Howard University Admits to Financial Aid Scandal, Fires 6 Officials for Misappropriating Up to $1 Million

Six Howard University employees were fired last year after an internal investigation found the financial aid office had misappropriated university-based grants to some University employees, the school’s president said Wednesday. 

According to a statement from Wayne Frederick, Howard University president, an outside auditor found that several university employees received grants in addition to discounts on tuition that exceeded the total cost of tuition and kept the difference.

Frederick said he was told in December 2016 that there may have been “some misappropriation of university-provided financial aid funds,” and launched an internal investigation.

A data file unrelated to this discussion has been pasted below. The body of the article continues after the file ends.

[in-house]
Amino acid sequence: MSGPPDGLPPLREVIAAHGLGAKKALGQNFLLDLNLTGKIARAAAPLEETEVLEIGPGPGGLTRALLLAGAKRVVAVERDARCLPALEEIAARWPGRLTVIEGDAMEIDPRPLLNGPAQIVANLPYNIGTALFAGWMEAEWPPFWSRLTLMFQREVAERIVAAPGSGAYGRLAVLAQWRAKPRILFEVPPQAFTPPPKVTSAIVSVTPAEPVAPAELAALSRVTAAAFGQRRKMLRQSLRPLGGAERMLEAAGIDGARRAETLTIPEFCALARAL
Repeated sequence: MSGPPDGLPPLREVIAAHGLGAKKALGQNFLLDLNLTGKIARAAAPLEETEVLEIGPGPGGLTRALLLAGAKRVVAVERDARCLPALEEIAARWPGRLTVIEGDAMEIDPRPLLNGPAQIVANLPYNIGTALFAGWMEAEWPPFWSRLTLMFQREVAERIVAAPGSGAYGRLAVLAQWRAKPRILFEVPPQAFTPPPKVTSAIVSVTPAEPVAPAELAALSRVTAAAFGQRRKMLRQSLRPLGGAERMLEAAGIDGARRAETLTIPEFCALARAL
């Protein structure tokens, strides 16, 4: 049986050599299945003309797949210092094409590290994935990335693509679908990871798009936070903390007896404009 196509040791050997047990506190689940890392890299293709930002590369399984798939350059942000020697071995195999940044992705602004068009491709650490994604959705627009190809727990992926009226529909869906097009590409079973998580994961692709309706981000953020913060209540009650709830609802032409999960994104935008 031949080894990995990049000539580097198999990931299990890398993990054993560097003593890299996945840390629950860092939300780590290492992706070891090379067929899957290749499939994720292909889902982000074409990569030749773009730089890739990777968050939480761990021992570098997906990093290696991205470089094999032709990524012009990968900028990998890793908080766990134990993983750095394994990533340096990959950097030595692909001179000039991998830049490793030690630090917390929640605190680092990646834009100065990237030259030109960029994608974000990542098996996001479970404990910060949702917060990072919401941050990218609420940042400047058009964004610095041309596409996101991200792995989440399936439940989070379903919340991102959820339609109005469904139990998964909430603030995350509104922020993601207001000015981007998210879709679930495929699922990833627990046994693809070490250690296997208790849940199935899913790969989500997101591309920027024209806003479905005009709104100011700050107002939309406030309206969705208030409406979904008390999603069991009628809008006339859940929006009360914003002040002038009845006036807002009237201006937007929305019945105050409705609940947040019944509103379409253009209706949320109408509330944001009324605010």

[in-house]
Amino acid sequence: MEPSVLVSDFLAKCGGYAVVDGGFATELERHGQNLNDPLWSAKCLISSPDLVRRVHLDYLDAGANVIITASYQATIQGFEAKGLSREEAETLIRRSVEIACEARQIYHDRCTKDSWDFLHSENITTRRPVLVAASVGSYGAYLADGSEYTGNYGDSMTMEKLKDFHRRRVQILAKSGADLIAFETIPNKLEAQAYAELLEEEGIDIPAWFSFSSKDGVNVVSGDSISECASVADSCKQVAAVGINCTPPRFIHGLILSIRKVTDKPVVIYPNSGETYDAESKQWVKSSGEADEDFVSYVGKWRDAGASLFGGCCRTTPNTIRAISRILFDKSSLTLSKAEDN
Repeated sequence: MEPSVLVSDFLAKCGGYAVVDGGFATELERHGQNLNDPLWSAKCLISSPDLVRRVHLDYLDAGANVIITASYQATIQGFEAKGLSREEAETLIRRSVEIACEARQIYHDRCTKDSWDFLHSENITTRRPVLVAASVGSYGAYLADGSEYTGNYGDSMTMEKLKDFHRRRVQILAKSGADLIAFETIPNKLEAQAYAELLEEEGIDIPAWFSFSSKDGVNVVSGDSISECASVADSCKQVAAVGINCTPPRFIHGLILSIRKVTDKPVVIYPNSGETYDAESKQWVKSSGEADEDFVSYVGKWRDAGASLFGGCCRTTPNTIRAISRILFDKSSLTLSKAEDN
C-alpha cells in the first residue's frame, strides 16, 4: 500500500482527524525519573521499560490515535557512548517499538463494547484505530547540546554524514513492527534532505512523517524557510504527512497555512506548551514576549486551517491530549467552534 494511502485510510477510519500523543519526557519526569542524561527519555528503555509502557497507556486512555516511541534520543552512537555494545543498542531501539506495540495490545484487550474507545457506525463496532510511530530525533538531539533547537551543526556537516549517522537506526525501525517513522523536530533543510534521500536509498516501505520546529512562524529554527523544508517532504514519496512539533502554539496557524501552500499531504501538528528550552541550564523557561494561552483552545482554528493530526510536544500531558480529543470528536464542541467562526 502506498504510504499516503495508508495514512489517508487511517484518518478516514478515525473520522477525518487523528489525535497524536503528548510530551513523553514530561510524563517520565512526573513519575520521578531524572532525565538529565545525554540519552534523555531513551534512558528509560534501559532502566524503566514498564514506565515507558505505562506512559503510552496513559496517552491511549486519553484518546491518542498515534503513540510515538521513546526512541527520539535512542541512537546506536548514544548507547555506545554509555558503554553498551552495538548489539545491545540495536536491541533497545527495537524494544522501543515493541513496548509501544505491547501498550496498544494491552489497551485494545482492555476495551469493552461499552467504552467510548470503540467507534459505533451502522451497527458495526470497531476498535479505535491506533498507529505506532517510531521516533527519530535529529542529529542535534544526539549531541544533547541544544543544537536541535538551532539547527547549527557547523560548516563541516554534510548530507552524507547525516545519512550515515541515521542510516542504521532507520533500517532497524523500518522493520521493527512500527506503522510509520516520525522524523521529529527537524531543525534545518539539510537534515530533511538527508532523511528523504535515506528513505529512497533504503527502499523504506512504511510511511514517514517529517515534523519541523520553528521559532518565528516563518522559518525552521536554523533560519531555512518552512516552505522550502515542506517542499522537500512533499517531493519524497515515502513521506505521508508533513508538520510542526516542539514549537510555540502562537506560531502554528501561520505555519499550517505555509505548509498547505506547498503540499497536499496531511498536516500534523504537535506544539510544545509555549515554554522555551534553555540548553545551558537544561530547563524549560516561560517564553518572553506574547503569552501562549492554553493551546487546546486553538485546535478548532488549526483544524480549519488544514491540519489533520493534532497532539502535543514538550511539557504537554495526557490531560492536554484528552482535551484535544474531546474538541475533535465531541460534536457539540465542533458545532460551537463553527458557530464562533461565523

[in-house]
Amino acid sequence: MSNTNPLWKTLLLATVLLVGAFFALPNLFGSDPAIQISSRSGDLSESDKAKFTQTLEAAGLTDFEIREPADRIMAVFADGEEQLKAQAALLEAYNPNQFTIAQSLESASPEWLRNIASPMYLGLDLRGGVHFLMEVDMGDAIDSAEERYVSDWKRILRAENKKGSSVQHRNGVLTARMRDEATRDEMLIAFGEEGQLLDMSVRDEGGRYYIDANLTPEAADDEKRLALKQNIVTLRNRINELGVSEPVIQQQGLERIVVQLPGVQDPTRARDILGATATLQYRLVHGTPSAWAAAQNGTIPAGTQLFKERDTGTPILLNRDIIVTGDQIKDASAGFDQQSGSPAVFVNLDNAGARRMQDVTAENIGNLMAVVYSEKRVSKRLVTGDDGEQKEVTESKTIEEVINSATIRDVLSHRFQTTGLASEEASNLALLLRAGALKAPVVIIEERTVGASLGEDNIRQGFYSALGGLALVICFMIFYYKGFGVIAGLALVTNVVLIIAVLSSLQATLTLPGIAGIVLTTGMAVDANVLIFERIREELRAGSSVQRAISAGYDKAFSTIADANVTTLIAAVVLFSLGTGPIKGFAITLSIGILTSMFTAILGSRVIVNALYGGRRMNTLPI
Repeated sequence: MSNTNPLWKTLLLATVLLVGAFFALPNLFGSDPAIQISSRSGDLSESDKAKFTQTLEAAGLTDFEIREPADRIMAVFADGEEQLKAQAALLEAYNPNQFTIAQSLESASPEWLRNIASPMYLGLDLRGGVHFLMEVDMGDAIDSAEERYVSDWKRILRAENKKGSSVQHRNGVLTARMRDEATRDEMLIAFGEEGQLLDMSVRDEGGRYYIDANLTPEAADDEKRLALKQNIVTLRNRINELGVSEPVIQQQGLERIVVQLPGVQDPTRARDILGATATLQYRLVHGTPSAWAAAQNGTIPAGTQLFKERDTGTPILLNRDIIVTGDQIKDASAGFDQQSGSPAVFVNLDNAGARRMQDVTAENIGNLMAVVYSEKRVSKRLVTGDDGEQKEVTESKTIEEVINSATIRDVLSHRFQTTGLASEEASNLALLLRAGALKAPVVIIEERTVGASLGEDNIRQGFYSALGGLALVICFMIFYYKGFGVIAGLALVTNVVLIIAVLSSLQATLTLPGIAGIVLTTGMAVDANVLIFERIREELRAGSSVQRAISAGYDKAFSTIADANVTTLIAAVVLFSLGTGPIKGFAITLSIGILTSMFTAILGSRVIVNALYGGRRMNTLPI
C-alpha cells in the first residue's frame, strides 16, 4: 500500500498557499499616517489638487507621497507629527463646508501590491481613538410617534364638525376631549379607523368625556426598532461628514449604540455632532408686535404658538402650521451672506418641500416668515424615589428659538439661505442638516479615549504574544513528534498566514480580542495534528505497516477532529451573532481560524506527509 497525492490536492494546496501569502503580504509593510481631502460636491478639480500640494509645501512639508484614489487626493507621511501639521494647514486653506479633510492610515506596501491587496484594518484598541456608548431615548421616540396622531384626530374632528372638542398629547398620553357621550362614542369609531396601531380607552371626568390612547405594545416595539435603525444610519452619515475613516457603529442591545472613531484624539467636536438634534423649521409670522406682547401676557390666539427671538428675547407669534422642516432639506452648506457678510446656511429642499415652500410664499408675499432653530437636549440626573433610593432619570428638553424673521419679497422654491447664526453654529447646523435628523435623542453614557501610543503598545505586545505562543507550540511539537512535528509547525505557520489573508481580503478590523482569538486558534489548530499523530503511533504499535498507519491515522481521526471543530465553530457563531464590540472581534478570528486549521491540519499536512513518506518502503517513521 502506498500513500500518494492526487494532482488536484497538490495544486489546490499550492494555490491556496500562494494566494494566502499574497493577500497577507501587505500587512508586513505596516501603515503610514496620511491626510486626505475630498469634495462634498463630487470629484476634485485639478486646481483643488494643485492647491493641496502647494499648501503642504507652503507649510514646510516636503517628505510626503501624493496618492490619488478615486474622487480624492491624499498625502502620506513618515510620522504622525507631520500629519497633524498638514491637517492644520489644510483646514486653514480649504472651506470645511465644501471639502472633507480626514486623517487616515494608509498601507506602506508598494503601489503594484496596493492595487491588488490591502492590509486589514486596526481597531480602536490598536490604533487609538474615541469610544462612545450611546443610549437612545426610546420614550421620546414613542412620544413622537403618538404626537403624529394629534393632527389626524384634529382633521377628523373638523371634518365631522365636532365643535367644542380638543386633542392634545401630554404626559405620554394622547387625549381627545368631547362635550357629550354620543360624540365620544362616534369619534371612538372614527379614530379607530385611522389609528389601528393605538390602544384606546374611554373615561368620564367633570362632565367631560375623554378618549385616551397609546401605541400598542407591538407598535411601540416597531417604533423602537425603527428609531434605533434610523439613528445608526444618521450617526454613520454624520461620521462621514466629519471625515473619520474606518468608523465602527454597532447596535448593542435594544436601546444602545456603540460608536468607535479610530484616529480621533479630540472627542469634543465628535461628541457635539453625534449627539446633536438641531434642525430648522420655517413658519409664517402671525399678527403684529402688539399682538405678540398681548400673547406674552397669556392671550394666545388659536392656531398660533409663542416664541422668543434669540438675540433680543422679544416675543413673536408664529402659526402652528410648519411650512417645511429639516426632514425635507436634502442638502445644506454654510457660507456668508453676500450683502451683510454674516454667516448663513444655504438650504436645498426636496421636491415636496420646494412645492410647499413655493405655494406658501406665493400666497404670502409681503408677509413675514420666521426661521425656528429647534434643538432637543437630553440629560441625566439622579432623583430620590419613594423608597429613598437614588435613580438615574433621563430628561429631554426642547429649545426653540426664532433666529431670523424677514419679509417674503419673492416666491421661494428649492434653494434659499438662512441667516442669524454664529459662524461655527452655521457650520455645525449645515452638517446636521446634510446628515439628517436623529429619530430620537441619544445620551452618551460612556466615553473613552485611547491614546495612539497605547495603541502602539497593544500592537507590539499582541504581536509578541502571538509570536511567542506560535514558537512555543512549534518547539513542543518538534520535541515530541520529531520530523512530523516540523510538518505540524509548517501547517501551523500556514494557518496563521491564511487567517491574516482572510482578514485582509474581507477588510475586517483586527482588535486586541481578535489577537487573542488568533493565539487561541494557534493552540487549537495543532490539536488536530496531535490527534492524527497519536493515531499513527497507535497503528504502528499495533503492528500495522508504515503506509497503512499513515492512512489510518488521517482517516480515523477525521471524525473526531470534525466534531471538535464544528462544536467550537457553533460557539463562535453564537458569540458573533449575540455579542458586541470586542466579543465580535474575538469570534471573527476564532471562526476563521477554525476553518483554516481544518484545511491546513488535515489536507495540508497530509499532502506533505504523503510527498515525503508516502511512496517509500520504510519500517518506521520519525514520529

The auditor found that between 2007 and 2016, university grants were awarded to some university employees who were also receiving tuition remission. The grants and tuition remission equaled more than the total cost of attendance, which allowed the employees to receive “inappropriate refunds.”

The grants came from institutional funds that help low-income students pay tuition. Frederick said the grants came from the university and were not federal or donor funds.

Tuition remission allows eligible employees or their dependents to receive discounted tuition at the university. Full-time employees eligible to receive tuition remission receive two classes per semester, according to the university’s website. Tuition at Howard for the 2017-2018 school year was $12,061 per semester, not including room and board.

Frederick’s statement comes after an anonymous post on Medium.com claimed financial aid employees at the university stole nearly $1 million in funds.

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SOURCE: Erica Jones and Andrea Swalec
NBC 4 Washington